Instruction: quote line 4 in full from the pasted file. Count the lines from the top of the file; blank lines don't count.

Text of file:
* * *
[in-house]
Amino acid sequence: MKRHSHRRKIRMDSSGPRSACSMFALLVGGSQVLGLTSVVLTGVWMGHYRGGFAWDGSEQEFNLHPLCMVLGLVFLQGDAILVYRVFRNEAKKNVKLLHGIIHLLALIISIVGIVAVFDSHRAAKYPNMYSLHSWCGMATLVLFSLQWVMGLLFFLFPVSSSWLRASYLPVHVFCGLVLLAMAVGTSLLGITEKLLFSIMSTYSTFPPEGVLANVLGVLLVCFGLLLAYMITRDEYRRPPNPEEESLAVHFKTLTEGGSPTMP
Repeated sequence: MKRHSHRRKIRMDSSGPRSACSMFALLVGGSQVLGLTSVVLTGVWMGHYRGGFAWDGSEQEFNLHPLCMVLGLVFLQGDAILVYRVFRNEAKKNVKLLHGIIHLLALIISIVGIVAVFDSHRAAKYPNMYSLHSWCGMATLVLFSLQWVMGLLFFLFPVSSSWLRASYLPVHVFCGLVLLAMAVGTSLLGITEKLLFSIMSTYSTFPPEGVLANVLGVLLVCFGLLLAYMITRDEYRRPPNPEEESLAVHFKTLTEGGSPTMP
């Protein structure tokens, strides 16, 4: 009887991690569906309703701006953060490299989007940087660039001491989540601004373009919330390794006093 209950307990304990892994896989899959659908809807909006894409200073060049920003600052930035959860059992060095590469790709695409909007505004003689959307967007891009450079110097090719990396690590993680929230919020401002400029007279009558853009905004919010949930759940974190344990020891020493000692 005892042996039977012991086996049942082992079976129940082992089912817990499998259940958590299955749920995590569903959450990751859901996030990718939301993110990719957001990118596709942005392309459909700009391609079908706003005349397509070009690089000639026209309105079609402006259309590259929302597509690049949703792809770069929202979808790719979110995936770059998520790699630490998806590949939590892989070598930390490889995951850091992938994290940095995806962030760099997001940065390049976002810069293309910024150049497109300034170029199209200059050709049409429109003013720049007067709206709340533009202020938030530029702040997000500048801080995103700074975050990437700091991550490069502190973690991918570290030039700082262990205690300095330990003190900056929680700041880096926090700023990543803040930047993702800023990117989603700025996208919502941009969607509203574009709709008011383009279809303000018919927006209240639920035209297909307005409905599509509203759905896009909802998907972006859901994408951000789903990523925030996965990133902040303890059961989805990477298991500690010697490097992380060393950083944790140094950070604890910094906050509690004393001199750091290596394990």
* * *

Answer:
């Protein structure tokens, strides 16, 4: 009887991690569906309703701006953060490299989007940087660039001491989540601004373009919330390794006093 209950307990304990892994896989899959659908809807909006894409200073060049920003600052930035959860059992060095590469790709695409909007505004003689959307967007891009450079110097090719990396690590993680929230919020401002400029007279009558853009905004919010949930759940974190344990020891020493000692 005892042996039977012991086996049942082992079976129940082992089912817990499998259940958590299955749920995590569903959450990751859901996030990718939301993110990719957001990118596709942005392309459909700009391609079908706003005349397509070009690089000639026209309105079609402006259309590259929302597509690049949703792809770069929202979808790719979110995936770059998520790699630490998806590949939590892989070598930390490889995951850091992938994290940095995806962030760099997001940065390049976002810069293309910024150049497109300034170029199209200059050709049409429109003013720049007067709206709340533009202020938030530029702040997000500048801080995103700074975050990437700091991550490069502190973690991918570290030039700082262990205690300095330990003190900056929680700041880096926090700023990543803040930047993702800023990117989603700025996208919502941009969607509203574009709709008011383009279809303000018919927006209240639920035209297909307005409905599509509203759905896009909802998907972006859901994408951000789903990523925030996965990133902040303890059961989805990477298991500690010697490097992380060393950083944790140094950070604890910094906050509690004393001199750091290596394990």